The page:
City to Investigate Alleged Racism, Homophobia in APD's Top Ranks
APA president says he's "horrified" by the allegations
A complaint filed against former Austin Assistant Police Chief Justin Newsom alleges he used racist language on multiple occasions to describe African Americans. Filed Wednesday, Oct. 30, the same day Newsom abruptly announced his retirement after 23 years at APD, the complaint alleges Newsom referred to President Barack Obama, former City Council Member Ora Houston, and former APD Assistant Chief Frank Dixon using the N-word.
In response, City Manager Spencer Cronk hopes to hire a third-party investigator as early as the end of this week to look into the matter. Especially troubling is an allegation that Police Chief Brian Manley and other assistant chiefs knew of Newsom's use of racist language, but did not act on the information. In an email to City Council announcing the investigation, Cronk wrote, "Racist language, slurs, intolerance, and derogatory behaviors are completely unacceptable in our community. I am saddened to have received these anonymous allegations, and I intend to fully understand if there is any truth to them. If there is, I will take appropriate action."
In a statement sent to several media outlets, Newsom said he didn't specifically remember making the comments outlined in the complaint, but acknowledged "using inappropriate language in private conversations with friends," and added, "Despite using poor judgment, I hope my 23-year career as a police officer who treated everyone with dignity and respect will reflect my best intentions to serve this city."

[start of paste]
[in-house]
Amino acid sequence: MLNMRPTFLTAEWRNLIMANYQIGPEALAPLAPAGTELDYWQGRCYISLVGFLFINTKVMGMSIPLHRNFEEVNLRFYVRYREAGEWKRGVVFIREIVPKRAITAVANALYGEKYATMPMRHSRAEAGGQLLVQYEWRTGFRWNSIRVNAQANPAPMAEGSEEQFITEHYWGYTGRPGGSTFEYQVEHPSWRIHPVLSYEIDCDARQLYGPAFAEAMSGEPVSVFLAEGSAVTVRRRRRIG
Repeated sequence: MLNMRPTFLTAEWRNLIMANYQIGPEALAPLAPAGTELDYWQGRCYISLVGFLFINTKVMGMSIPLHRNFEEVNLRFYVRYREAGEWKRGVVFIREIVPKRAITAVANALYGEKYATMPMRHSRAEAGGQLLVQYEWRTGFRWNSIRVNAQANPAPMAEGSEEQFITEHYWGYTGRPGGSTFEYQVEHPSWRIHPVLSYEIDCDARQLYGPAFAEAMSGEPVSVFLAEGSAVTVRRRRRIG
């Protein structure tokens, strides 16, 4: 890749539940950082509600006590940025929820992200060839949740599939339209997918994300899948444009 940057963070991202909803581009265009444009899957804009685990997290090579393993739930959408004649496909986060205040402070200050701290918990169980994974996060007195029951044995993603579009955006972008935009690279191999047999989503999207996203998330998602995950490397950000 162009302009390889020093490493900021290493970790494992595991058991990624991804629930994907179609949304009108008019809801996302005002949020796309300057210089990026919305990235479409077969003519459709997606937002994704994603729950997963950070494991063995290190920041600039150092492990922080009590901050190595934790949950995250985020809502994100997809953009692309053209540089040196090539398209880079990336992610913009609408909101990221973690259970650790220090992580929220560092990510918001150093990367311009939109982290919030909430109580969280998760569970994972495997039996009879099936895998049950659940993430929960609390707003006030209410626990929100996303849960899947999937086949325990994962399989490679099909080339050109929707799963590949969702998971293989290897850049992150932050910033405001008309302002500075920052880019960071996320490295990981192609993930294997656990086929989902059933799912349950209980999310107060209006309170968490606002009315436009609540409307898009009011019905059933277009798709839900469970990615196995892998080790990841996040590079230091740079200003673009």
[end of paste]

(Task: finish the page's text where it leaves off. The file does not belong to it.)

At a City Hall press conference on Friday, Nov. 8, CM Natasha Harper-Madison and social justice activists addressed the allegations. Harper-Madison described the language allegedly used by Newsom as "disturbing and repugnant," but for her and activists reacting to the news, the allegation could reflect a broader problem within APD: a culture that not only tolerates but seeks to cover up the derogatory views. "Who knew what, and when did they know it" will be at the heart of the third-party investigation, Harper-Madison said. Austin Justice Coalition founder Chas Moore and other activists prepared a list of action items they hope city leaders will act on to find out how deep the problem goes. "When racism is tolerated at the top levels of the department, that tolerance is going to allow racism to fester at every level," reads a memo co-authored by Moore and sent to Cronk, Mayor Steve Adler, and the Council.
At the top of the list, activists want the city to conduct a "department-wide audit of social media communications" – like those completed by the Plain View Project in Philadelphia, Dallas, and Phoenix – to uncover other uses of derogatory language within the department. Advocates believe this will be the most critical step the city can take, because it will give the community a clear picture of the scope of the problem; from there, specific policies can be proposed to stamp out any widespread cultural issues uncovered by the audit – should any exist.